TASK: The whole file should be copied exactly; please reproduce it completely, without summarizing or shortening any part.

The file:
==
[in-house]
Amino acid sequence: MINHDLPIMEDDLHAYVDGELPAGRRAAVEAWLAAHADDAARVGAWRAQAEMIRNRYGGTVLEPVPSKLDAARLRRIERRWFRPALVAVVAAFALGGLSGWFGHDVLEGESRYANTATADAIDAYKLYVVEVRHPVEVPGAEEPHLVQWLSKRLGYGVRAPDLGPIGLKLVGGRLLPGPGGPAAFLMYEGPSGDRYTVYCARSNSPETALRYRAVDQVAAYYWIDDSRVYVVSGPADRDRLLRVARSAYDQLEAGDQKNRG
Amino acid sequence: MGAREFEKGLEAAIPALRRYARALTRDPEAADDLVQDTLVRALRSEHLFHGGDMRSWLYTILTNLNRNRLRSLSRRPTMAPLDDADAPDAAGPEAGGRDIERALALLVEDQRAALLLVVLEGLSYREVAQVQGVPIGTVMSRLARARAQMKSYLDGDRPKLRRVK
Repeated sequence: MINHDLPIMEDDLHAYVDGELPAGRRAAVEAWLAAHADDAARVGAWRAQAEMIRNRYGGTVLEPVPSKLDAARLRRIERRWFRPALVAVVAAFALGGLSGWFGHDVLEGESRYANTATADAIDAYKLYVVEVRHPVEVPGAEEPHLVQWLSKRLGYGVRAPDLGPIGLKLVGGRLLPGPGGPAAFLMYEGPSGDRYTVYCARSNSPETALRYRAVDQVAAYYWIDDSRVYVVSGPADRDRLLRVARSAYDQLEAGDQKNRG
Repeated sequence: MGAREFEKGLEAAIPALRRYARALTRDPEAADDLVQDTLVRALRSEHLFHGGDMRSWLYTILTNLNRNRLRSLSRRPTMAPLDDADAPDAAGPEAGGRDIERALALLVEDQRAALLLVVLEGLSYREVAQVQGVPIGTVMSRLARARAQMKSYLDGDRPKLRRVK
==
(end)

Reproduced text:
[in-house]
Amino acid sequence: MINHDLPIMEDDLHAYVDGELPAGRRAAVEAWLAAHADDAARVGAWRAQAEMIRNRYGGTVLEPVPSKLDAARLRRIERRWFRPALVAVVAAFALGGLSGWFGHDVLEGESRYANTATADAIDAYKLYVVEVRHPVEVPGAEEPHLVQWLSKRLGYGVRAPDLGPIGLKLVGGRLLPGPGGPAAFLMYEGPSGDRYTVYCARSNSPETALRYRAVDQVAAYYWIDDSRVYVVSGPADRDRLLRVARSAYDQLEAGDQKNRG
Amino acid sequence: MGAREFEKGLEAAIPALRRYARALTRDPEAADDLVQDTLVRALRSEHLFHGGDMRSWLYTILTNLNRNRLRSLSRRPTMAPLDDADAPDAAGPEAGGRDIERALALLVEDQRAALLLVVLEGLSYREVAQVQGVPIGTVMSRLARARAQMKSYLDGDRPKLRRVK
Repeated sequence: MINHDLPIMEDDLHAYVDGELPAGRRAAVEAWLAAHADDAARVGAWRAQAEMIRNRYGGTVLEPVPSKLDAARLRRIERRWFRPALVAVVAAFALGGLSGWFGHDVLEGESRYANTATADAIDAYKLYVVEVRHPVEVPGAEEPHLVQWLSKRLGYGVRAPDLGPIGLKLVGGRLLPGPGGPAAFLMYEGPSGDRYTVYCARSNSPETALRYRAVDQVAAYYWIDDSRVYVVSGPADRDRLLRVARSAYDQLEAGDQKNRG
Repeated sequence: MGAREFEKGLEAAIPALRRYARALTRDPEAADDLVQDTLVRALRSEHLFHGGDMRSWLYTILTNLNRNRLRSLSRRPTMAPLDDADAPDAAGPEAGGRDIERALALLVEDQRAALLLVVLEGLSYREVAQVQGVPIGTVMSRLARARAQMKSYLDGDRPKLRRVK